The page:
A colorful, campy version of Humperdinck's tuneful opera from the Brothers Grimm tale, this 1994 Australian Opera production's best assets are its title characters and villainous witch. Both Suzanne Johnston (Hansel) and... more » Christine Douglas (Gretel) perfectly exude the young impishness of the siblings who get lost in the woods and nearly pay with their lives, and Margaret Haggart brings down the house as the witch who finds herself baking in her own oven. Stage director Elijah Moshinsky, never a traditionalist, gives this Hansel a modernist slant that becomes absurdly silly whenever shown in close-up by video director Virginia Lumsden. Johannes Fritzsch leads the Australian Opera Orchestra in a notable account of Humperdinck's ingratiating score. Technical quibble: the opera is sung in English (with no subtitles), which, because of poor diction, is sometimes unintelligible, despite good Dolby Digital 5.1 sound. --Kevin Filipski« less
"Sound quality , picture quality and performance are very good in this production by the Australian Opera Co. Most heart warming was the scene in which the children dreamed of their real mother,
departed. Beyond that point this performance in flawed for 3
reasons. One: The Dew Fairy scene is a mockery. Second: Displayed
at the Witches home is a human hand sitting in the intake of a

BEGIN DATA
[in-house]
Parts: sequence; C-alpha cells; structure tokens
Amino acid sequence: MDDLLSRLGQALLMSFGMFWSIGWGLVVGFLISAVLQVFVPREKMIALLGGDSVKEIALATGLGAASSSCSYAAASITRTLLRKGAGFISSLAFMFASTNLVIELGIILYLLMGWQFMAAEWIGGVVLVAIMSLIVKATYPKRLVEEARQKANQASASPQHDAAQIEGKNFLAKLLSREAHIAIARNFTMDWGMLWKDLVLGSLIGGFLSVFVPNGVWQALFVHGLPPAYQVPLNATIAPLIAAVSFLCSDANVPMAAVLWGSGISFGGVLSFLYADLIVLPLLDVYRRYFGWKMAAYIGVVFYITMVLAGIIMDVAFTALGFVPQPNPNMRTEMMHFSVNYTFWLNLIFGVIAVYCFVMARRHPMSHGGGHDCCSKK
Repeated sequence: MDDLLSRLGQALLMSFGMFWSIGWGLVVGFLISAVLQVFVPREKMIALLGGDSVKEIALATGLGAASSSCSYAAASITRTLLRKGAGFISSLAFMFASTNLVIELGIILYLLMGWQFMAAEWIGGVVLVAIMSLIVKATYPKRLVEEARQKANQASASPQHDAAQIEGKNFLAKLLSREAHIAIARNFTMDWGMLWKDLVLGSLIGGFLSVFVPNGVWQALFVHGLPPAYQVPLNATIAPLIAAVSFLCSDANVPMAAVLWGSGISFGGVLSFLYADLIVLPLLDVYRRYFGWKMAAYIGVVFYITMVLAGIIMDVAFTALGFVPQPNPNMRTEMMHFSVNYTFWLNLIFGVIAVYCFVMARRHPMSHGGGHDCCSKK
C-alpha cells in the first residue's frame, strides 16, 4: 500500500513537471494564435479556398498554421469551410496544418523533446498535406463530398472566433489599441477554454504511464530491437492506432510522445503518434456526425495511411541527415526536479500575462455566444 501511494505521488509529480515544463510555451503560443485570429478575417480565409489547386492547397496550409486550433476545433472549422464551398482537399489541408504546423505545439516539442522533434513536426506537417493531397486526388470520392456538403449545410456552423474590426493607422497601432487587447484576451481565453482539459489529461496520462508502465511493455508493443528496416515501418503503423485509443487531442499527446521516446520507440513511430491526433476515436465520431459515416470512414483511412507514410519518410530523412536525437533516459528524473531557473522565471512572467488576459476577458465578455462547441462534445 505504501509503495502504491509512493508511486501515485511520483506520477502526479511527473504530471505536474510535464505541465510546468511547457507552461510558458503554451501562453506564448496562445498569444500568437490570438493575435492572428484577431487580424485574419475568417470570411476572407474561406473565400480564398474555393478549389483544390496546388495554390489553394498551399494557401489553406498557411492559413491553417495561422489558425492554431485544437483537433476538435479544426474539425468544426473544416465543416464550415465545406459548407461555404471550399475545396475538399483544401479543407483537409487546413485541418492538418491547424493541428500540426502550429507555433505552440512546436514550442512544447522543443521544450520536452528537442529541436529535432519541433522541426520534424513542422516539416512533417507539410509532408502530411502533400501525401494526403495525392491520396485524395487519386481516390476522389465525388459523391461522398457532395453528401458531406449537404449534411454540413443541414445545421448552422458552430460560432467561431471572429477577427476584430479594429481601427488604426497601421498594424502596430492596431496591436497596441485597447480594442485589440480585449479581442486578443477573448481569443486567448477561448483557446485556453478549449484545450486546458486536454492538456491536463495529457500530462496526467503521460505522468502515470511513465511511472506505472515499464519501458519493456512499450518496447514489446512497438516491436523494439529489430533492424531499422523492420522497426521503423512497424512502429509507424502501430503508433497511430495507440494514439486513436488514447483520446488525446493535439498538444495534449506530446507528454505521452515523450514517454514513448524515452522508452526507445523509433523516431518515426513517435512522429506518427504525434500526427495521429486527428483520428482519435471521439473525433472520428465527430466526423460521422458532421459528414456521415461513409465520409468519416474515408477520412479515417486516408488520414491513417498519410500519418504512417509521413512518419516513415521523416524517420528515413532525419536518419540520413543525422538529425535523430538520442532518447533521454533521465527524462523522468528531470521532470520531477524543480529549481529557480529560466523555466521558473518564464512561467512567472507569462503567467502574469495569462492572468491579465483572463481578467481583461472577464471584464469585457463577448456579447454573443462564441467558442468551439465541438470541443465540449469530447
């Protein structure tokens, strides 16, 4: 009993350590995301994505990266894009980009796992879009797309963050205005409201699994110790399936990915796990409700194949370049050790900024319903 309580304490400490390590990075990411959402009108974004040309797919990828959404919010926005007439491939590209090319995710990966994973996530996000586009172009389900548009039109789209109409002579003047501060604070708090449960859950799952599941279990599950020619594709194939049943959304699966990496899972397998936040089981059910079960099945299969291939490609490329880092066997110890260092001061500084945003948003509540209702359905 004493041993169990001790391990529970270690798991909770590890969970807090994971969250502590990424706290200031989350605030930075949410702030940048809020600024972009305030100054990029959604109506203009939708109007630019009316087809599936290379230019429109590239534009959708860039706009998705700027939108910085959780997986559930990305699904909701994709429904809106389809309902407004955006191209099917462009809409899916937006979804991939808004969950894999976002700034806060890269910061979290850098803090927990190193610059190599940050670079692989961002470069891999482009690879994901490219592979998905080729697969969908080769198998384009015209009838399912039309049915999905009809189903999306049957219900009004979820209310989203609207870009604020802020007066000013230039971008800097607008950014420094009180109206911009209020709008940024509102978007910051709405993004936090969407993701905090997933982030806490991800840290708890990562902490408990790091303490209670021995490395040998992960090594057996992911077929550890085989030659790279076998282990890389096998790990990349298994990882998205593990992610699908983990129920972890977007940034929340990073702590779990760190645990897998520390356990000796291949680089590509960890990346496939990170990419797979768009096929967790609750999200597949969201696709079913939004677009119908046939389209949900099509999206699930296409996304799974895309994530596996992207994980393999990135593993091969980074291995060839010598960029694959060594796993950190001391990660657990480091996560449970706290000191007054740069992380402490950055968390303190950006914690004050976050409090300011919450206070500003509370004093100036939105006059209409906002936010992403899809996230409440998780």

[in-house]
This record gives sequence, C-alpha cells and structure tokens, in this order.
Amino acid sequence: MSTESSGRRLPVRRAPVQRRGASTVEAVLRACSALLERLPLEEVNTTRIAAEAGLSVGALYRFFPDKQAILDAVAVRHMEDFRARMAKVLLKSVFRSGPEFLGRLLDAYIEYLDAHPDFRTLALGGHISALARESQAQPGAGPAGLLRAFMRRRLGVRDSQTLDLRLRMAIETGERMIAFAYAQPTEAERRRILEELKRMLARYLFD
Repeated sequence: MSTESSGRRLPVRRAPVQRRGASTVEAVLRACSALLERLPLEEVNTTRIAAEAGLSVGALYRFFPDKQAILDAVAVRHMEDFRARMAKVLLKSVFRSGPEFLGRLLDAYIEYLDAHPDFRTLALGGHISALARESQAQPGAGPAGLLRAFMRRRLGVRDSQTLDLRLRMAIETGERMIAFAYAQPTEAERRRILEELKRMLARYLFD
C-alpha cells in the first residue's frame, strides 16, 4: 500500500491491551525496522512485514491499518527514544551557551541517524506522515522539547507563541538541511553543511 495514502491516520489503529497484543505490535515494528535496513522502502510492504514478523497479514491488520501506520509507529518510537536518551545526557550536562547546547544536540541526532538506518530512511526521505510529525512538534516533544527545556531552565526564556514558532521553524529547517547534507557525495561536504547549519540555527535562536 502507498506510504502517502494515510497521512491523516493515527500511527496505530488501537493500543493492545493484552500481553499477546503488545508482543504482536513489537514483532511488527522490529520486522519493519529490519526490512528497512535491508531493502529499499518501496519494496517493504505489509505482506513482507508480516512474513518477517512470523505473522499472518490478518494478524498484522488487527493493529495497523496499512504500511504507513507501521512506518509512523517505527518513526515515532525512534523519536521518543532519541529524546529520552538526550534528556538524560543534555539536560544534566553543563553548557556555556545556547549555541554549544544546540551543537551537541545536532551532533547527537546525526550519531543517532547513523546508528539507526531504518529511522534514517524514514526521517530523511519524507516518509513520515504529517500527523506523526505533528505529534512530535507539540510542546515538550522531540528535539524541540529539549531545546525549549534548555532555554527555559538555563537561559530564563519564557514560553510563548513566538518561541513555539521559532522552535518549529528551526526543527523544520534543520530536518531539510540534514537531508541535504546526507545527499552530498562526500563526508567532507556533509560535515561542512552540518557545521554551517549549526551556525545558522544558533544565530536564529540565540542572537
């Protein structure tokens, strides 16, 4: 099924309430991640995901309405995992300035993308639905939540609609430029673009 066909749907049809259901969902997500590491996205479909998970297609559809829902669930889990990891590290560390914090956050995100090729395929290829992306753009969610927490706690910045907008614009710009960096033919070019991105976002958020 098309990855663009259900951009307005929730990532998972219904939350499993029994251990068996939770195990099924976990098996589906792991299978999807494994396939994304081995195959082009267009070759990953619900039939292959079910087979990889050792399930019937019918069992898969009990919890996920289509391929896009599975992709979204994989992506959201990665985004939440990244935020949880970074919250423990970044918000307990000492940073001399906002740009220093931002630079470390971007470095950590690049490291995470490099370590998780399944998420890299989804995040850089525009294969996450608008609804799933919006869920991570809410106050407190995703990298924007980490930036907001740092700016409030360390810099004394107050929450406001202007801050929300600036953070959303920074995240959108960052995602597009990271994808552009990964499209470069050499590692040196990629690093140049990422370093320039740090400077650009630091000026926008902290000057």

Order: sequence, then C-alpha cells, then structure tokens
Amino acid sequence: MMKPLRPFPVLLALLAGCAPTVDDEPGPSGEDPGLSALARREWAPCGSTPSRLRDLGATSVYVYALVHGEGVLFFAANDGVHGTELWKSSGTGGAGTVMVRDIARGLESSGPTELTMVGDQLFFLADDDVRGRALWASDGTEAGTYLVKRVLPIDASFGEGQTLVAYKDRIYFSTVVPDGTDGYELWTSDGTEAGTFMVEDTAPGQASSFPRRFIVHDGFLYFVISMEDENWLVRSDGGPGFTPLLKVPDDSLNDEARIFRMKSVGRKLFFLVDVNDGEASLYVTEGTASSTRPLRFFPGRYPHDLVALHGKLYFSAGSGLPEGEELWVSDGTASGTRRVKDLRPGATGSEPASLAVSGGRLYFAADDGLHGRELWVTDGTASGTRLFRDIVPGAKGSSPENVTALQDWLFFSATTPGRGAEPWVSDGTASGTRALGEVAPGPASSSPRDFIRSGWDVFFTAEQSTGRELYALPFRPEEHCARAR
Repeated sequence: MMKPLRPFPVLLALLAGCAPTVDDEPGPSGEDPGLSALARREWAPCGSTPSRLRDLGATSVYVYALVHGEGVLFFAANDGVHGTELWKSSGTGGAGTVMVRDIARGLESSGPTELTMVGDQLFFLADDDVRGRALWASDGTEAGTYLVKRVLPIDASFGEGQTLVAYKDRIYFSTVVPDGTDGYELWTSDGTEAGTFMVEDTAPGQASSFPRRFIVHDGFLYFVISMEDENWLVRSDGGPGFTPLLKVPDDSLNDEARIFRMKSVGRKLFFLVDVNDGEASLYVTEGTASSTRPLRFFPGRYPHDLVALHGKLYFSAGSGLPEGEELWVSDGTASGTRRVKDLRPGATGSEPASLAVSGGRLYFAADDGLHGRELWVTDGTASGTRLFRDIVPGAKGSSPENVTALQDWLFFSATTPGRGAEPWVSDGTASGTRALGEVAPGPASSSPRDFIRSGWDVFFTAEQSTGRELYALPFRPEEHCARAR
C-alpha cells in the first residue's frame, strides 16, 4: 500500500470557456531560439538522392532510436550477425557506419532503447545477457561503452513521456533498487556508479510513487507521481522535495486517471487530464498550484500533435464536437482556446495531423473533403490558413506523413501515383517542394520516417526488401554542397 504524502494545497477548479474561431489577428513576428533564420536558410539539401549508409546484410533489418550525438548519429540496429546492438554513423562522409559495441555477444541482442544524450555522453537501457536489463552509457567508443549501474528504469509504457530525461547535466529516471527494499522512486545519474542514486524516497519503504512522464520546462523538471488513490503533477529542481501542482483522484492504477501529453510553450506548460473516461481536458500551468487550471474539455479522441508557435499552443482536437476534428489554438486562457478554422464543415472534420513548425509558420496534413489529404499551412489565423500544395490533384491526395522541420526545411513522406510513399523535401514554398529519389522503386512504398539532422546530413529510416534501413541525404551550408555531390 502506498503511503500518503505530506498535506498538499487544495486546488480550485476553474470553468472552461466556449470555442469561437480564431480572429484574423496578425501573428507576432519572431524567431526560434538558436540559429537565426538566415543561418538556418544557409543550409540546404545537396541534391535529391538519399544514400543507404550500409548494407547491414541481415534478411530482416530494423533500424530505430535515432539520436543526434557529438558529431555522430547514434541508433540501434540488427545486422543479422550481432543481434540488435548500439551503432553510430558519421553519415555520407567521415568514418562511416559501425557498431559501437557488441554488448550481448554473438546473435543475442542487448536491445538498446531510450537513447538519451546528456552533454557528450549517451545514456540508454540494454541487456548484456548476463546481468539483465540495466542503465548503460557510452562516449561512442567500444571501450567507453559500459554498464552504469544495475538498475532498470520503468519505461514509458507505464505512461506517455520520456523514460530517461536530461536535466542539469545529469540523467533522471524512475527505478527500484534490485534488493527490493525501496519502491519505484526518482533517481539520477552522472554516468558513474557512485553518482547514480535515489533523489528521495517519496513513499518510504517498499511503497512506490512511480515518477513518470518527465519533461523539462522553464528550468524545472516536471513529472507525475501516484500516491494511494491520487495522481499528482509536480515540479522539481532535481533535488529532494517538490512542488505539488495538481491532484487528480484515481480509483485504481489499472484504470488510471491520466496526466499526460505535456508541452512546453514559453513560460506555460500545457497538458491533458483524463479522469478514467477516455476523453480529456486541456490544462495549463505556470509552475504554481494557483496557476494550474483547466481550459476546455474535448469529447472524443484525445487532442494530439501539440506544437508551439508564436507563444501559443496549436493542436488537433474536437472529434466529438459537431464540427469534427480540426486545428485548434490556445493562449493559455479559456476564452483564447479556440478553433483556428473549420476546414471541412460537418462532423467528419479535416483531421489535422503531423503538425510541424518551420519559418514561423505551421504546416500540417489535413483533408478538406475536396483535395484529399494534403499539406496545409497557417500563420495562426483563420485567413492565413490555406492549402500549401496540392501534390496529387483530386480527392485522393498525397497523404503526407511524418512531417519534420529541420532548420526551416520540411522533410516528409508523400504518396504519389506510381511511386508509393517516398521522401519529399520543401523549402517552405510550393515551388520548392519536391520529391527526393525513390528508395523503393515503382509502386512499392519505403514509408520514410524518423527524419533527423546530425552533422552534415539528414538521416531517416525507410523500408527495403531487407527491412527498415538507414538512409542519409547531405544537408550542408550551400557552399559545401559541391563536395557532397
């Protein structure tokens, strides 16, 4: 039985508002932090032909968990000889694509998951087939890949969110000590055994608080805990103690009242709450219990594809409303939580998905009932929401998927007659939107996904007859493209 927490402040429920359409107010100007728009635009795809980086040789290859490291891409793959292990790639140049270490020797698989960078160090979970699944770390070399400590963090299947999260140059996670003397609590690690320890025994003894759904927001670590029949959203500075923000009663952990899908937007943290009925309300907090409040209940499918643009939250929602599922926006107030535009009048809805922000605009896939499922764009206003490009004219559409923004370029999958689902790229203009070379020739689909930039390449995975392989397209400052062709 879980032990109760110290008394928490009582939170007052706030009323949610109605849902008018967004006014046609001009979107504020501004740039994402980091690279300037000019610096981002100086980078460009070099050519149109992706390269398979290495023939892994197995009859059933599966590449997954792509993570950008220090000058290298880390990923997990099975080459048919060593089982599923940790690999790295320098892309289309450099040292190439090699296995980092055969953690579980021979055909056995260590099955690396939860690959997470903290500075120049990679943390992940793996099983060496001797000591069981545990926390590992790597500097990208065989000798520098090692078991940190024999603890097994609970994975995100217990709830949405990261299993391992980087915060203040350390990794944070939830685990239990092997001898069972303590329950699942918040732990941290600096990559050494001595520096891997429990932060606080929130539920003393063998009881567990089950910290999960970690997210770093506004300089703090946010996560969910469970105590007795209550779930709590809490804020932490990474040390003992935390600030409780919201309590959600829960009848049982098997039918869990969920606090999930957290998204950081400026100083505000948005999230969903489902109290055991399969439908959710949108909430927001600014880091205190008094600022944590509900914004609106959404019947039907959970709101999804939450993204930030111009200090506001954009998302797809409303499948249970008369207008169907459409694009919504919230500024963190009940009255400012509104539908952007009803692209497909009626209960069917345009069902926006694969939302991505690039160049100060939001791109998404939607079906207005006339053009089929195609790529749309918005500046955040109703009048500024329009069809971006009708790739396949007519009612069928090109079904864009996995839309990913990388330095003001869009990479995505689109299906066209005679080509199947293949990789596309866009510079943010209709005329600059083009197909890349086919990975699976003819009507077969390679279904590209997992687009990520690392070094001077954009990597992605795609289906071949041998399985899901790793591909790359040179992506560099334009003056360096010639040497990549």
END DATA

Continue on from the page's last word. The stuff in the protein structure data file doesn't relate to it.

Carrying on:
manual meatgrinder. Last: Instead of a magic wand or some other
device, the witch uses a large butcher knife to keep Gretel at bay viewed by Hansel prisoned in a cage. I waited for this DVD,
in all reality will not play it for any children in my family nor
recommed it. Definately in poor tast and should not be shown to children. I plan to return it and buy the older Met version on DVD which does not have these types of gruesome overtones."
Different, but not always for the better
Clarity | St. Louis, Missouri USA | 12/15/2004
(3 out of 5 stars)
"Same beautiful music. Same words (more or less). It's amazing how different scenery can totally change a story.
The opera opens with the children doing their homework. When the mother walks in with a cigarette hanging out of her mouth (to the laughter of the audience), it was clear that we weren't going to be spending any time in Germany's black forest.